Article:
year.  
13 North Carolina State University

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The 25 Most
Wanted
Alumni
in 2017 Tech
(Overall)

Top alma maters
were determined
by volume of
hires made by the
top 25 Silicon
Valley companies
in the past year.  

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1 Software Engineer 14 Senior Consultant
The 25 2 Software Engineering Intern 15 Data Scientist

Most Likely 3
4
Senior Software Engineer
Project Manager
16
17
Systems Engineer
Network Engineer
Job Placements 5 Account Manager 18 Engineering Manager

in 2017 Tech 6
7
Business Development Consultant
Program Manager
19
20
Technology Consultant
Technical Support Engineer
(Overall) 8 Product Manager 21 Network Consulting Engineer
9 Member of Technical Staff 22 Process Engineer
10 Business Analyst 23 Inside Sales Representative
11 Product Specialist 24 Research Scientist
12 Financial Analyst 25 Technical Specialist
13 Senior Member of Technical Staff

8
The 25
Most Likely
Job
Placements
in 2017 Tech
(Overall)

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Portrait of 2017’s Most Wanted
New-Grad Tech Employee

In this instance, we used the same technique as before but constrained the sample to only include
graduates who ended school within the same year. The result was an extremely solid skill graph.
These skills would verifiably make a candidate very attractive in the market right now. 

Interestingly, cloud computing does not appear in the top 3 or even top 25 skills wanted out of
new graduates. This could indicate either a departure from the technology or, more likely, the
desire for more experienced applicants only.

Keep in mind that a new graduate who knows all of these technologies is extremely rare. Almost
mythical. Yet, this portrait is essentially who tech companies truly want when hiring new grads Our study of graduates included post-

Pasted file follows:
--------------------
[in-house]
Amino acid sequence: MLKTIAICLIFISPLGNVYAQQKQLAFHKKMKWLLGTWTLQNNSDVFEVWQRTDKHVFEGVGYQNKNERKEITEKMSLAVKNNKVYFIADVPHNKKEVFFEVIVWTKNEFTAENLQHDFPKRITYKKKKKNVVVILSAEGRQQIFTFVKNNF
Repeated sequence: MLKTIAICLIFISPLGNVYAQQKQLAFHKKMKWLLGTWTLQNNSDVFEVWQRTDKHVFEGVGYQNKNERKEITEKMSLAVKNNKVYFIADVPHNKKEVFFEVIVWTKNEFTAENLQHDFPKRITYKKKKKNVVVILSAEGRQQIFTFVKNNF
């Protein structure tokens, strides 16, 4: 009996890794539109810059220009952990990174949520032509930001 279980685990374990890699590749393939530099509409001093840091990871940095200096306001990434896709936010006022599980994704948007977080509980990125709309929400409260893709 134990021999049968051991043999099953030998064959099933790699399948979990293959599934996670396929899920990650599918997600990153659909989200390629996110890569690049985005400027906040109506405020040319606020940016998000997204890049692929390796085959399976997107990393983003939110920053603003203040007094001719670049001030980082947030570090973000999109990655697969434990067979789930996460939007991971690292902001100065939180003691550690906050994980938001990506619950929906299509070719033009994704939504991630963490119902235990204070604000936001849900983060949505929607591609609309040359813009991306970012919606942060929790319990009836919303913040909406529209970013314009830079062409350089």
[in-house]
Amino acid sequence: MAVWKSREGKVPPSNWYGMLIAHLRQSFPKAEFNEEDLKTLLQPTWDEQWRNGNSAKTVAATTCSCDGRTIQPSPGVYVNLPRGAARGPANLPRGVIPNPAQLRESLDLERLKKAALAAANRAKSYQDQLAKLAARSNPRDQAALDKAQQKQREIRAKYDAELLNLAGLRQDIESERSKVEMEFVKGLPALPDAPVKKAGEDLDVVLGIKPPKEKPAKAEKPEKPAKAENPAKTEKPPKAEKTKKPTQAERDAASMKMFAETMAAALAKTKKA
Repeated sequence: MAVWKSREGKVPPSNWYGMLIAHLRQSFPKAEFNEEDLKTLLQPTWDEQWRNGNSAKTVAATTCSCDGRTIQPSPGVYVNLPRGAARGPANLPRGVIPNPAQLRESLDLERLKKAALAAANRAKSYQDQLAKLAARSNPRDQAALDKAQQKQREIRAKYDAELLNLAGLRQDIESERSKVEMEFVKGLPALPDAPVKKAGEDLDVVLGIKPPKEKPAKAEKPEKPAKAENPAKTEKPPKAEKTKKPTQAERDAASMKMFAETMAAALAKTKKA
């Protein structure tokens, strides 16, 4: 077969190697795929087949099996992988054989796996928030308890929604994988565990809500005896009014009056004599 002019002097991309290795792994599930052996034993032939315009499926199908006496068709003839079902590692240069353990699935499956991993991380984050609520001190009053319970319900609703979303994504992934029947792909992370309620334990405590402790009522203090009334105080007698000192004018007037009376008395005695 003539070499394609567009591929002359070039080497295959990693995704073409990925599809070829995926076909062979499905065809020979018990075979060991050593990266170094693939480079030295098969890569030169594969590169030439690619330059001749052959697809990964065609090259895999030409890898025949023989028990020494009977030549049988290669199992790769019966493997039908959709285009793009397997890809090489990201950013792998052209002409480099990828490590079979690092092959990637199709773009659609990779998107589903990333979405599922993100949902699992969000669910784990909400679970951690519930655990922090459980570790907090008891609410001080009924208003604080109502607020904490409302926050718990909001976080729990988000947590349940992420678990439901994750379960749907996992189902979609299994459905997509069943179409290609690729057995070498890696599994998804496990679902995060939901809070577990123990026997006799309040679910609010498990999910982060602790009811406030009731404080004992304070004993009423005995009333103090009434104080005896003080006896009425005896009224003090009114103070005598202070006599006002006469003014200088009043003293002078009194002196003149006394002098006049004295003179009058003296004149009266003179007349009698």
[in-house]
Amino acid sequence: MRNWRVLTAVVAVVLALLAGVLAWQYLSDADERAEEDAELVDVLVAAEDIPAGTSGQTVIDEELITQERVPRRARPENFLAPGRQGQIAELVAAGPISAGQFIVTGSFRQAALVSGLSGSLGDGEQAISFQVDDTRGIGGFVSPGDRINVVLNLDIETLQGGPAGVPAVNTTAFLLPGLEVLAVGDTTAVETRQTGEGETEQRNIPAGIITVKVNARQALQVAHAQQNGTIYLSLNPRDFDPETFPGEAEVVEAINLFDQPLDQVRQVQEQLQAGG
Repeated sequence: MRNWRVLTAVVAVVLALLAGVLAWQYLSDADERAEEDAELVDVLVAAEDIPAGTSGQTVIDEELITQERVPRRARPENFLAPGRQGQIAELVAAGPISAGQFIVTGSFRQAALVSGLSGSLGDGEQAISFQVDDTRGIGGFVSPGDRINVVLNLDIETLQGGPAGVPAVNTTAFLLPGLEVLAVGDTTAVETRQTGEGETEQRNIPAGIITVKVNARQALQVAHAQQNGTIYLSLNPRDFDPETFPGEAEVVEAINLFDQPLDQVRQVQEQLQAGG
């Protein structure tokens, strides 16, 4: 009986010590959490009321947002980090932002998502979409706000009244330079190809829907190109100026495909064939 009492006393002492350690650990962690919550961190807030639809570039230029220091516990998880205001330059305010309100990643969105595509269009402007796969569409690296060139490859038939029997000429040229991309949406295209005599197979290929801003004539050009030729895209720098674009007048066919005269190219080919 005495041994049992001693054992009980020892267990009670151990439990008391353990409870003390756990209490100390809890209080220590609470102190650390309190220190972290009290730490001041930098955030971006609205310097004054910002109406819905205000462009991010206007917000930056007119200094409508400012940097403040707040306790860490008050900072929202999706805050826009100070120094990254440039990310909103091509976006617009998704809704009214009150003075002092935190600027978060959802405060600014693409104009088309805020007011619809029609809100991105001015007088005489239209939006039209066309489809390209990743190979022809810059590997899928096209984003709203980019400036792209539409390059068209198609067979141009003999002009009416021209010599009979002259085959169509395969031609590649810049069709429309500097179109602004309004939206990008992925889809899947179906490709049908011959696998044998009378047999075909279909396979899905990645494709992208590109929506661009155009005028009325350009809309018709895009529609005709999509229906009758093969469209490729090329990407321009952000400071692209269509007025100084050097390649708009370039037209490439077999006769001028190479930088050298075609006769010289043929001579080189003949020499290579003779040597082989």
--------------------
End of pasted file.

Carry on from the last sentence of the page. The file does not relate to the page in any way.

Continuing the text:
whether they say it or not. Their hiring activity speaks for itself. A lot of the skills are certainly what bachelor degree holders.
students would learn in college, but we recognize how unlikely it is for the whole combination of
them to be present in a singular new graduate. Nevertheless, these are the attributes that make for
2017’s most attractive new graduate.
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1 Python 14 Android
The 25 Most 2 C++ 15 Latex
3 Java 16 VHDL
Wanted 4 Algorithms 17 Git
New-Grad Skills in 5 Matlab 18 SQL
6 Verilog 19 VLSI
2017 Tech 7 JavaScript 20 MySQL
8 Linux 21 Caffe
9 HTML 22 SML
10 Gem5 23 PHP
11 CSS 24 MIPS
12 Virtuoso 25 Ruby
13 Cadence

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1 University of California, Berkeley 14 California Polytechnic State
The 25 Most 2 Stanford University University-San Luis Obispo
15 Massachusetts Institute of Technology
Wanted 3
4
Carnegie Mellon University
Georgia Institute of Technology
16 Purdue University

New-Grad 5 University of Southern California
17 University of Michigan
18 Texas A&M University
Alumni 6
7
San Jose State University
University of Waterloo
19 University of California, Los Angeles